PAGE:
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Epidemiology and partner notification
P33 Gonorrhoea in young heterosexuals: outbreak management and safe sex messages
  1. K Foster1,
  2. A Waldram1,
  3. N Sankar2,
  4. N Jeffrey2,
  5. J Stonebridge3,
  6. S Bellamy4
  1. 1Health Protection Agency
  2. 2Newcastle Hospitals Community Health, Sexual Health Services, Newcastle upon Tyne, UK
  3. 3NHS North of Tyne, Newcastle upon Tyne, UK
  4. 4Northumberland Sexual Health Service, Newcastle upon Tyne, UK


Background Increases in gonorrhoea infection in young heterosexuals have been reported in two distinct areas of the North East of England over the past 6 months. Multi-agency working between GUM, public health, health protection and communication teams has attempted to increase awareness and reduce transmission. From initial case and partner notification information, there appeared to be misunderstandings about the routes and risks of transmission, along with a perception that a negative chlamydia test could be regarded as an STI “all clear”.

Methods Following the report of increase in area 1 in September 2011, a number of interventions were put in place, including enhanced surveillance, network mapping of contacts and cases, raising awareness among healthcare professionals, other organisations working with young people and with young people themselves. An increase in cases in area 2 was reported in November 2011. Similar interventions are being introduced and ongoing work to explore any links between the clusters.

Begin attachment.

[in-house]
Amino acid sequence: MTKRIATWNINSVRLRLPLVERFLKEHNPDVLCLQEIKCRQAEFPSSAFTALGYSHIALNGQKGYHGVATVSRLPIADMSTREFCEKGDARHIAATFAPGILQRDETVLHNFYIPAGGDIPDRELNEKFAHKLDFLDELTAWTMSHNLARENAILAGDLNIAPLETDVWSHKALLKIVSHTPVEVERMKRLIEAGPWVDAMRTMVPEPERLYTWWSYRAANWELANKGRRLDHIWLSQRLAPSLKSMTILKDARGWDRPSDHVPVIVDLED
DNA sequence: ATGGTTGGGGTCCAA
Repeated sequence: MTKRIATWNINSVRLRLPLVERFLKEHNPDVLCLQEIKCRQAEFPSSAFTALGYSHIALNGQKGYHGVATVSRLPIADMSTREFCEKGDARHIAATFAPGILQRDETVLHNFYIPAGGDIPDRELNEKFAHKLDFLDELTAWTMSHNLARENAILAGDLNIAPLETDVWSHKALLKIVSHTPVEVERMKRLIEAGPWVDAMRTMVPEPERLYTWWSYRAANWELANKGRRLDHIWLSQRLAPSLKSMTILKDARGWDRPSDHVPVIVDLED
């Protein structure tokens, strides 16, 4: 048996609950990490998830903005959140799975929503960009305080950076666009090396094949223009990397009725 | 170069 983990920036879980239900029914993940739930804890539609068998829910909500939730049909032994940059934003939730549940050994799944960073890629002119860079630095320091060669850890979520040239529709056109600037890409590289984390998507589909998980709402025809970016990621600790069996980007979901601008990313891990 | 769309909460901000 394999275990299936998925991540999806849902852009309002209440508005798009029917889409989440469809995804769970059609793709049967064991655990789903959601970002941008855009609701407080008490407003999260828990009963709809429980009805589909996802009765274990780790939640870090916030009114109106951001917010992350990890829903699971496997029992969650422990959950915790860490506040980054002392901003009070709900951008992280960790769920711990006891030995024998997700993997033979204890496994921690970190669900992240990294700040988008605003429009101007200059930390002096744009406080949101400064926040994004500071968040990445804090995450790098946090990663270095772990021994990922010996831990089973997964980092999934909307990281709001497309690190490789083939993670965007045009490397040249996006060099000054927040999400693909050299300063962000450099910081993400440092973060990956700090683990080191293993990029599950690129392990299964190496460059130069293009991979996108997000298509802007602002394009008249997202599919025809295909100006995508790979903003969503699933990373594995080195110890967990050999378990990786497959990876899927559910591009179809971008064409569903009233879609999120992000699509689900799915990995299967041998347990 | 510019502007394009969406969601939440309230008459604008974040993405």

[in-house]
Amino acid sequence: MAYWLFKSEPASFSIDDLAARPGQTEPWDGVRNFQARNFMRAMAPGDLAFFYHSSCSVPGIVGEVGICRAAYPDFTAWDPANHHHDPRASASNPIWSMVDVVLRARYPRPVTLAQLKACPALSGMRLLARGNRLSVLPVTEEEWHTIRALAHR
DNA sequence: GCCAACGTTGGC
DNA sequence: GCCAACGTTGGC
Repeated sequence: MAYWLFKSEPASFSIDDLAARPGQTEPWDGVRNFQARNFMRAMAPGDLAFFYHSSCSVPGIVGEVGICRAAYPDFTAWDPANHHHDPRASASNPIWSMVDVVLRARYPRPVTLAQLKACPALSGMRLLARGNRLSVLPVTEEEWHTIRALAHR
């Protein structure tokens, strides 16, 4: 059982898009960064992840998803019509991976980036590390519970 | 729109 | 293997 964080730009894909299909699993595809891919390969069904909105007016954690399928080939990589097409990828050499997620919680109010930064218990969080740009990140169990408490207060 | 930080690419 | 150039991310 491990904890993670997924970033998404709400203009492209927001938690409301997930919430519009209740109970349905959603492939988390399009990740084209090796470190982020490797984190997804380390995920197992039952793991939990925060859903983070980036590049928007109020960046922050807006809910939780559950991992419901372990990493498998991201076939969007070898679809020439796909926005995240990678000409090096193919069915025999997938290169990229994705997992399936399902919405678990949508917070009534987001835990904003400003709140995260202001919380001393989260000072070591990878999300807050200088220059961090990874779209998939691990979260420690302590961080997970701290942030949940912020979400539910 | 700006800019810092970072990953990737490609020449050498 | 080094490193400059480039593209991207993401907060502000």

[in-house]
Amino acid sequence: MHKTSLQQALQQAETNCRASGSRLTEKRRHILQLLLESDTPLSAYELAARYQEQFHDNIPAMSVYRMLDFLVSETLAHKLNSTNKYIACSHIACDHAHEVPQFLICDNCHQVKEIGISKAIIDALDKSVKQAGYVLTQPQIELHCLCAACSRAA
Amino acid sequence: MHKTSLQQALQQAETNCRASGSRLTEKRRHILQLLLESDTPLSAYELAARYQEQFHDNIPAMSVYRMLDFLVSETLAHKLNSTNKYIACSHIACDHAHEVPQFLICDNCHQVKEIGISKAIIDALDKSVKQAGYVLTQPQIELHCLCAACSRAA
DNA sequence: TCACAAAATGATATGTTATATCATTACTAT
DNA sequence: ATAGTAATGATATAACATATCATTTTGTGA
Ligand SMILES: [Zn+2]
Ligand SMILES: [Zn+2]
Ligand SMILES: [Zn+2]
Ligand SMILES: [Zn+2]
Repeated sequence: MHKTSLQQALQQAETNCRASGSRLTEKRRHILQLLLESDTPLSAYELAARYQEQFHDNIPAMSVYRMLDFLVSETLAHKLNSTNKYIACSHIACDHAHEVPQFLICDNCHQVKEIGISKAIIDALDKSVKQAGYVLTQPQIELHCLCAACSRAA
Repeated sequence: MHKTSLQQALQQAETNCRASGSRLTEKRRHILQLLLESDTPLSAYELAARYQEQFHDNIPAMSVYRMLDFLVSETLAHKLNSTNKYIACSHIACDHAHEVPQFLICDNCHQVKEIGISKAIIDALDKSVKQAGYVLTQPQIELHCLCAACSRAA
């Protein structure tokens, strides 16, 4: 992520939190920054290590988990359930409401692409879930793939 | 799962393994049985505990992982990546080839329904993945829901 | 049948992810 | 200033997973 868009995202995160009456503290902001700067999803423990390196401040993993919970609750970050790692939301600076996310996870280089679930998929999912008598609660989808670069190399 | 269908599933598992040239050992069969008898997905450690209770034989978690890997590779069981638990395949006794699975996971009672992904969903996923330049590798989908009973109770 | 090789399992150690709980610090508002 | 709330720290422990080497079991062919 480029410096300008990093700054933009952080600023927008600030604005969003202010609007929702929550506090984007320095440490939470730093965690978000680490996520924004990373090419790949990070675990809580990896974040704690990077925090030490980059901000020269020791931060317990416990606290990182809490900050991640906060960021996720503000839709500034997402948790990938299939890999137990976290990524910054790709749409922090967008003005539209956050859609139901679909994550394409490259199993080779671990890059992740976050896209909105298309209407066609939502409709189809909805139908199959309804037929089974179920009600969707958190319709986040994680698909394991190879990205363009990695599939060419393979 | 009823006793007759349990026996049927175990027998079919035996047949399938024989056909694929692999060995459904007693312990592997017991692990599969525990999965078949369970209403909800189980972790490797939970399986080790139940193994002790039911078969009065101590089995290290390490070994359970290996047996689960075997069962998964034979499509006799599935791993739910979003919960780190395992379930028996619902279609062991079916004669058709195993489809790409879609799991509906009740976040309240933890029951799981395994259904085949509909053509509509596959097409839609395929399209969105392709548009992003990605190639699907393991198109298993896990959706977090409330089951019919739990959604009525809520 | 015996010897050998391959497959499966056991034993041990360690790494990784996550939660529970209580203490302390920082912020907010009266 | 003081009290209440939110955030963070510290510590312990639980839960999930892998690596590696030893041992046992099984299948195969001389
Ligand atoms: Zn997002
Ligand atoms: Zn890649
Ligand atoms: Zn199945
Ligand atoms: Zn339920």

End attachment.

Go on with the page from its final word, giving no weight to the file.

Results 65 cases of gonorrhoea have been reported in area 1 since May 2011 (compared to a usual annual number of 15); in area 2 clustering of cases has occurred at higher rates than previously seen, although overall number of cases has not increased. Partner notification and network mapping has shown multiple casual partners although no large extended sexual networks. Dual-testing of chlamydia screening samples is now being considered to further outbreak control. We report the lessons learnt from managing these two clusters and how they can be applied to future STI clusters.

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